Critics blame efforts to tackle climate change for the decline of British steel. They're wrong

The real problems faced by the steel industry cannot be solved by using it to score points in another debate

Nicholas Stern,John Gummer
Thursday 14 April 2016 15:02 BST
The Port Talbot Tata steel works faces closure if a buyer of the company cannot be found
The Port Talbot Tata steel works faces closure if a buyer of the company cannot be found

The revelation that steel giant Tata intends to look for a buyer for its UK business was deeply worrying for its workforce and threatens the future of the industry. Some commentators were quick to blame the steel industry’s difficulties on high energy prices and the UK’s policies on climate change. Such claims are highly misleading.

The difficulties facing the steel industry arise overwhelmingly because of overcapacity in world markets, particularly in China. This has led to a fall in steel prices of 60 per cent in the last four years from a peak of over 5,000 yuan/tonne in 2012 (about US$800/tonne) to under 2,000 yuan/tonne at the end of 2015.

Globally, we’ve seen plant closures and reduced steel production, including in China. Production of steel fell on every single continent in 2015, according to the World Steel Association. The impact on the UK steel industry has been compounded by a strengthening of the pound of around 15 per cent in the two years to the end of 2015.

Energy costs are an important, but lesser, factor in the equation. The proportion of the cost of steel attributable to energy costs varies depending on the type of steel and the efficiency of the plant. But according to analysis by the Committee on Climate Change, around 6 per cent of production costs for UK blast furnace operation are due to electricity costs.

After exemptions and compensation granted to the steel industry are taken into account, then perhaps up to 2 per cent of the total costs of steel production at Port Talbot are due to low-carbon policies. Clearly, this is still relevant, but it is of a different order of magnitude to the impacts of falling steel prices and sterling appreciation.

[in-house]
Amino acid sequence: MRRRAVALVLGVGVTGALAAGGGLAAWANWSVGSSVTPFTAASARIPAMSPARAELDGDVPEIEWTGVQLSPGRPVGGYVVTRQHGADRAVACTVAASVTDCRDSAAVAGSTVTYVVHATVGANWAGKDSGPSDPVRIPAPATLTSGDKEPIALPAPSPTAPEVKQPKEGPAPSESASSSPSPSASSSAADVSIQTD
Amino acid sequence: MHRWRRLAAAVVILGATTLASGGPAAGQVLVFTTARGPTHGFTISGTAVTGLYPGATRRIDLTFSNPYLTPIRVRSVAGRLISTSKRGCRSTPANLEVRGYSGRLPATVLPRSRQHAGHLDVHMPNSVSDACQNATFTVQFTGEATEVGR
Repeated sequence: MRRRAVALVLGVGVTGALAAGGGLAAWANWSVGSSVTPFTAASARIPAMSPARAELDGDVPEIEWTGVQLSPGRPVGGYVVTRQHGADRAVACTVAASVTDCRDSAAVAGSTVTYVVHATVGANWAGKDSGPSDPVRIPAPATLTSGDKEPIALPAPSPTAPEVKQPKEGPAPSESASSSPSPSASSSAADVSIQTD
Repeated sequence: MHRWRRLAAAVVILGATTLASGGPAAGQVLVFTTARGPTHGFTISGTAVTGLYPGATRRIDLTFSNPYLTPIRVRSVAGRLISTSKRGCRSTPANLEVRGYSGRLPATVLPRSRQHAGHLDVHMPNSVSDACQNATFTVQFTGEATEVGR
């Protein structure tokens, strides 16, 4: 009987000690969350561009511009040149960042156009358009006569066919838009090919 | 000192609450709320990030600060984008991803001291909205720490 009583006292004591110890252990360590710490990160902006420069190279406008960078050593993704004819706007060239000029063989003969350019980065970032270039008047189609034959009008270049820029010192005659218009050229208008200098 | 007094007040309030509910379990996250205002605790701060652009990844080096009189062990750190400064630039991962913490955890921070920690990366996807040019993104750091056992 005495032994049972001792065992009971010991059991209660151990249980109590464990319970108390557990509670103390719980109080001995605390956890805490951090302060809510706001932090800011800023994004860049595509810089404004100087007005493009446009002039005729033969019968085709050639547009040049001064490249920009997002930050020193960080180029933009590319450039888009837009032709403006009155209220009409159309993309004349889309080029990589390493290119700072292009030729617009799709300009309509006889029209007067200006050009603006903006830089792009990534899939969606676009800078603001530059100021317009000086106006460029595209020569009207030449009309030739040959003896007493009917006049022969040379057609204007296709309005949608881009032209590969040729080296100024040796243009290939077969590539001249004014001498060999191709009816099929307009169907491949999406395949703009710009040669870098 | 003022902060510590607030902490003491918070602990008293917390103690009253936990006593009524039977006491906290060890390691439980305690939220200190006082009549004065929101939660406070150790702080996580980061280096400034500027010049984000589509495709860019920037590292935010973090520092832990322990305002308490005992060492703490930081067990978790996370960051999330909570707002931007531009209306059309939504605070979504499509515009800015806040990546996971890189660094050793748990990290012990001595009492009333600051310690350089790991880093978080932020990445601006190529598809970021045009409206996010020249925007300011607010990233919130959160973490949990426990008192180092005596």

The question that now arises is this: how might new steel plant owners succeed where others have failed?

There is growing evidence that tackling climate change provides opportunities for industries and countries around the world. The UK Government undertook an extensive exercise with energy-intensive industries to map out how they can adapt to the changing competitive environment – essentially, the challenges and opportunities that come with tackling climate change.

In developing the UK’s future industrial base it is clear that there is no climate benefit in closing industry in the UK if the associated emissions are simply produced elsewhere, with increased imports and at the expense of UK jobs. But we should note that industrial re-location as a result of climate policy has been shown to be very small. The real question is, what are the opportunities for UK industry in a world that is acting together to reduce greenhouse gas emissions?

The answer lies in correct diagnosis of the current problems, instead of trying to use them to score points in wider debates. It also lies in understanding the nature of the UK’s competitive advantage and the jobs, skills and investment needed to realise it.

New investors in UK industry are looking at the world as it will be in 2030 and beyond. Given the UK’s technological strengths and creativity, if we focus on new technologies, opportunities and ideas, we are likely to find a strong future in the transition to a low-carbon economy. Facilitating that transition is the key to serving both current, and future, UK workers.

Lord Stern is chair of the Grantham Research Institute on Climate Change and the Environment at the London School of Economics and Political Science. Lord Deben (John Gummer) is chair of the Committee on Climate Change

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